But lets give “refresher training ” to the clerks, that will solve everything.

  13. Maybe the manager that does not staff a window properly should work the window to see what a window clerk goes through when understaffed! Most of the window clerks are the most loyal employees who truly care about the customers! Sometimes they work through their breaks and lunches! I am going to check the survey they have because I can guarantee it don’t talk about long lines where you can wait 20-30 minutes for your transaction! So put the manager in the shoes of the clerk and maybe just maybe they can staff the windows properly!!!!!!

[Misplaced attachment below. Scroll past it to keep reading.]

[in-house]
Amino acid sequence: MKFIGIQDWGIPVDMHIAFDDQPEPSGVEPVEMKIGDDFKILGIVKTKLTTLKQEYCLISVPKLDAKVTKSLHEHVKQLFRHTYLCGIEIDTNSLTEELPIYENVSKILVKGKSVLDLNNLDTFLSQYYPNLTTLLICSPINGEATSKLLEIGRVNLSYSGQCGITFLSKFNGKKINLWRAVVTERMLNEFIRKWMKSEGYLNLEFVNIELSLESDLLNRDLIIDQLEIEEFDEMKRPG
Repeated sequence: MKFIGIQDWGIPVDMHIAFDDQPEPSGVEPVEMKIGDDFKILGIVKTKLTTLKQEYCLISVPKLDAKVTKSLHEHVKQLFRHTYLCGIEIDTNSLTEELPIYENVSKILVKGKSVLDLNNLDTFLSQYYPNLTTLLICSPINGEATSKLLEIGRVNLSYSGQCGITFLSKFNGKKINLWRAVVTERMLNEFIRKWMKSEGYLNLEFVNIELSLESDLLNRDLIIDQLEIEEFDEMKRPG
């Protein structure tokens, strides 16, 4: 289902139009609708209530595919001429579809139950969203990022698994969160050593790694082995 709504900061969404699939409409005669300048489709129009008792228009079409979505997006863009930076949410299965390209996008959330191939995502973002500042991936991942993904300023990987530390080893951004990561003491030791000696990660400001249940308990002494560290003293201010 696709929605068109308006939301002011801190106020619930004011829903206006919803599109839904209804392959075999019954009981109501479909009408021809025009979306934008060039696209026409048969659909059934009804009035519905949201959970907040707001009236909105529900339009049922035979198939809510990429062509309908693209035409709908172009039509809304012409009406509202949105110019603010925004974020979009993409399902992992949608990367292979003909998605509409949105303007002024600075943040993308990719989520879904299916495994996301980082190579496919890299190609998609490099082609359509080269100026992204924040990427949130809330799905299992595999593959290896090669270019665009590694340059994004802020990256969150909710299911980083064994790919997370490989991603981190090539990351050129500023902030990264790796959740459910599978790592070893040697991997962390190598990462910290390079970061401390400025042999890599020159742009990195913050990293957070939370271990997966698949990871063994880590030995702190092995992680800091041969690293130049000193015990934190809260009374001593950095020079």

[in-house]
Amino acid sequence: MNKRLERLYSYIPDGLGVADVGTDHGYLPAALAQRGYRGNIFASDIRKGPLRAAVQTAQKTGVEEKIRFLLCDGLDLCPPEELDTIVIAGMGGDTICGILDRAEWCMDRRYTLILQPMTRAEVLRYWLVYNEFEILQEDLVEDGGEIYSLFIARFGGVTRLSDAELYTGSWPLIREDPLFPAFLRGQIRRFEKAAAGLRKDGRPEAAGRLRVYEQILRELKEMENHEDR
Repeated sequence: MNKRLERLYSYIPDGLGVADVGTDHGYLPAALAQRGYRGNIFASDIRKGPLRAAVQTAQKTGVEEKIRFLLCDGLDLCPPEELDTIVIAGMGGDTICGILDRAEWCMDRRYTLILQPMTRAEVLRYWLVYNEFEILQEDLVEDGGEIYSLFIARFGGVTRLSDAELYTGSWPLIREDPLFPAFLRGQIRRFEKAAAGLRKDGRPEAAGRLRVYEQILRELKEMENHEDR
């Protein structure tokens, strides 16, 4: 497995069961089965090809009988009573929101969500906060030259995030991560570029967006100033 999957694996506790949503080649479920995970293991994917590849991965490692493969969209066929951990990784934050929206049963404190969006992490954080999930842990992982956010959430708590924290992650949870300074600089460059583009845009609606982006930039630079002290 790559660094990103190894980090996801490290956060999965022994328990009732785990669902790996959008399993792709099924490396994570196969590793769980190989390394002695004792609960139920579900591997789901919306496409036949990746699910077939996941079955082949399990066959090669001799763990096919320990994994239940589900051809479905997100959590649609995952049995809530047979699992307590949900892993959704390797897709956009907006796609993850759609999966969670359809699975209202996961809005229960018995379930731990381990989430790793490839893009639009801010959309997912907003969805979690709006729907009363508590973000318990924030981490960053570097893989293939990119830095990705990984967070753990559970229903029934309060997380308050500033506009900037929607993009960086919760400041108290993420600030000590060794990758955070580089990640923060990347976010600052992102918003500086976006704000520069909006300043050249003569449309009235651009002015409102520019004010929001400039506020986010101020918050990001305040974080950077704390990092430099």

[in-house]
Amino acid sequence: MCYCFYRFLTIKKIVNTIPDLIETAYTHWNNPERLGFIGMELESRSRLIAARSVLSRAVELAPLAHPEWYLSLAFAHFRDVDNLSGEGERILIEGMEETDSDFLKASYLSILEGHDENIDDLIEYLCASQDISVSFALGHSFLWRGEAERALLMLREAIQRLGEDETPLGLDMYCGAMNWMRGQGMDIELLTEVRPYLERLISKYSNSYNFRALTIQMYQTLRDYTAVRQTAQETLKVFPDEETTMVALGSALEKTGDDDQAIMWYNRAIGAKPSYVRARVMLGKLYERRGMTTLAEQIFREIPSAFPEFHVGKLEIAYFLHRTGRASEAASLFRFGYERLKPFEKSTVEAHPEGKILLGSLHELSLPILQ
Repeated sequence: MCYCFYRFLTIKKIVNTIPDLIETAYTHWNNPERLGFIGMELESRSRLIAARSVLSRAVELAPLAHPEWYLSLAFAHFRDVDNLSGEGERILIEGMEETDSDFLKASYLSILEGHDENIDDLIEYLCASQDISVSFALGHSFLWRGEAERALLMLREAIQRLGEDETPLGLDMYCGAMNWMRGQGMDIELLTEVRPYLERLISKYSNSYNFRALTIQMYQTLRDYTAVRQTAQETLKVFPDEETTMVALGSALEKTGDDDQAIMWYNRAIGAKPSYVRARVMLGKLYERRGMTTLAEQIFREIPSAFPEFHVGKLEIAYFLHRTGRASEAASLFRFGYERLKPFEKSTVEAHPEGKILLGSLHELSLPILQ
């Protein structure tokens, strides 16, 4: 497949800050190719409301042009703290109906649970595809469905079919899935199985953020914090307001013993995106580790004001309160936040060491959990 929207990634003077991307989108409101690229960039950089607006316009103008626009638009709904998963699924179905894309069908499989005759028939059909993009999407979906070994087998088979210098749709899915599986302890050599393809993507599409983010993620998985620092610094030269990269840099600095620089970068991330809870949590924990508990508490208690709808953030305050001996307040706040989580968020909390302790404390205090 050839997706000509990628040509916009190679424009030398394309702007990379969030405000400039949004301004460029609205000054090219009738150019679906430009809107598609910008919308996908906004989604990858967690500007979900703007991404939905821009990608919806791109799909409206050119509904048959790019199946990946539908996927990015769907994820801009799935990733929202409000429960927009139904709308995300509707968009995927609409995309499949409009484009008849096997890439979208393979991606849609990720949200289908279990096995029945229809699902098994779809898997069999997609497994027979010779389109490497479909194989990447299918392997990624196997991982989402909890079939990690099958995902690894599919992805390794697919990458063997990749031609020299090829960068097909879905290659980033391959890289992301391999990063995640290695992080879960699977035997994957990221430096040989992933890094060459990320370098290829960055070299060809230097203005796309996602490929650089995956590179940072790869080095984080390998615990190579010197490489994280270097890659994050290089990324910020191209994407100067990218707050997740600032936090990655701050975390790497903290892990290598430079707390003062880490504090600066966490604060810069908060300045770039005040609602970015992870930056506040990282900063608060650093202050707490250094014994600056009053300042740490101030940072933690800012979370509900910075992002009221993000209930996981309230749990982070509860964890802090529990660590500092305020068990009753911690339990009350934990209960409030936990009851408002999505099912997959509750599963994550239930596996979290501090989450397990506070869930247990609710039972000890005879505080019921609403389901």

14. The best thing the post office can do to improve customer service is to schedule enough window clerks to provide good customer service and train them properly like they used to. Window clerks are given one week of really bad training where the trainer just reads through the book instead of giving them practice handling transactions without the stress of inconveniencing customers without the patience to deal with a trainee. There are also never enough window clerks for coverage. The window clerks in my office have to do distribution, box, dispatch, clear carriers, stock, etc. If they just had dedicated window clerks then window clerks wouldn’t be too stressed to deal with customers.